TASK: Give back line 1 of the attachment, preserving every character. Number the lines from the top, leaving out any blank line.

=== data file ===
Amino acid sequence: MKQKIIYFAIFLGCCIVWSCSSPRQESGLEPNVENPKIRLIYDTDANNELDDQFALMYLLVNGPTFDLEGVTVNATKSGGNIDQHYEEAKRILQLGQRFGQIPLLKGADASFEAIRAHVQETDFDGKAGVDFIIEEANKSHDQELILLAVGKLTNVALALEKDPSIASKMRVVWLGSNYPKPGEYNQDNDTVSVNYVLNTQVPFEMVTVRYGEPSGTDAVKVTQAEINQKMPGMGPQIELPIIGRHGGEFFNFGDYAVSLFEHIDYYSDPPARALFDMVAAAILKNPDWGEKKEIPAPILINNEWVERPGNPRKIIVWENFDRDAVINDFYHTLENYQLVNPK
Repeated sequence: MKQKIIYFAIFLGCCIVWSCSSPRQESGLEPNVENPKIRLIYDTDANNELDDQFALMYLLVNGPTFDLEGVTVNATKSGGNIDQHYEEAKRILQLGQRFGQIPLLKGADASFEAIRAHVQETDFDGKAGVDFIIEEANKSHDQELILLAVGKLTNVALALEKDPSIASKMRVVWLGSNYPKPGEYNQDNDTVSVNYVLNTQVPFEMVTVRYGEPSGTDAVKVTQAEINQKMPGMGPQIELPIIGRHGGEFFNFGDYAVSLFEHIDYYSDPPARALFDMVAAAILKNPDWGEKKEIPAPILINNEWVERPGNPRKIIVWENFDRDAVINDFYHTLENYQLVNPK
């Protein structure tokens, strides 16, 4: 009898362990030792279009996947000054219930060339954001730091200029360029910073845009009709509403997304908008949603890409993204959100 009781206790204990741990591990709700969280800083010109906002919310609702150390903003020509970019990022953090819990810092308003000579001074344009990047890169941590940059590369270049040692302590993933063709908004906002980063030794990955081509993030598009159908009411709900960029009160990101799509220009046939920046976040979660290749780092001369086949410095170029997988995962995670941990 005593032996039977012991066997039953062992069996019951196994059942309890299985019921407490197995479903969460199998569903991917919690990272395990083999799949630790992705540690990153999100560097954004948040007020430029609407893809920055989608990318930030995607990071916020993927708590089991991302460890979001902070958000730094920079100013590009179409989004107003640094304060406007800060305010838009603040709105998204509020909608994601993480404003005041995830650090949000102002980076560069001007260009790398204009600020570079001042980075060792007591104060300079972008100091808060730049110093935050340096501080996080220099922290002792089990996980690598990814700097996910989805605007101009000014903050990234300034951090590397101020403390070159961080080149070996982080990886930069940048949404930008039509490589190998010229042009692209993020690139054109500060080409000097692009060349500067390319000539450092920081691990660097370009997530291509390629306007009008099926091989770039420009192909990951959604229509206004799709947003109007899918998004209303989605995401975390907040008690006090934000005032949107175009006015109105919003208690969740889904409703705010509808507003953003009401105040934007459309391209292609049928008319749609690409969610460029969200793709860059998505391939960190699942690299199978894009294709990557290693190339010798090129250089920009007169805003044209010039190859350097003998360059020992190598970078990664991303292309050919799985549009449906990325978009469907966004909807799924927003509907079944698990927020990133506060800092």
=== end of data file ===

Amino acid sequence: MKQKIIYFAIFLGCCIVWSCSSPRQESGLEPNVENPKIRLIYDTDANNELDDQFALMYLLVNGPTFDLEGVTVNATKSGGNIDQHYEEAKRILQLGQRFGQIPLLKGADASFEAIRAHVQETDFDGKAGVDFIIEEANKSHDQELILLAVGKLTNVALALEKDPSIASKMRVVWLGSNYPKPGEYNQDNDTVSVNYVLNTQVPFEMVTVRYGEPSGTDAVKVTQAEINQKMPGMGPQIELPIIGRHGGEFFNFGDYAVSLFEHIDYYSDPPARALFDMVAAAILKNPDWGEKKEIPAPILINNEWVERPGNPRKIIVWENFDRDAVINDFYHTLENYQLVNPK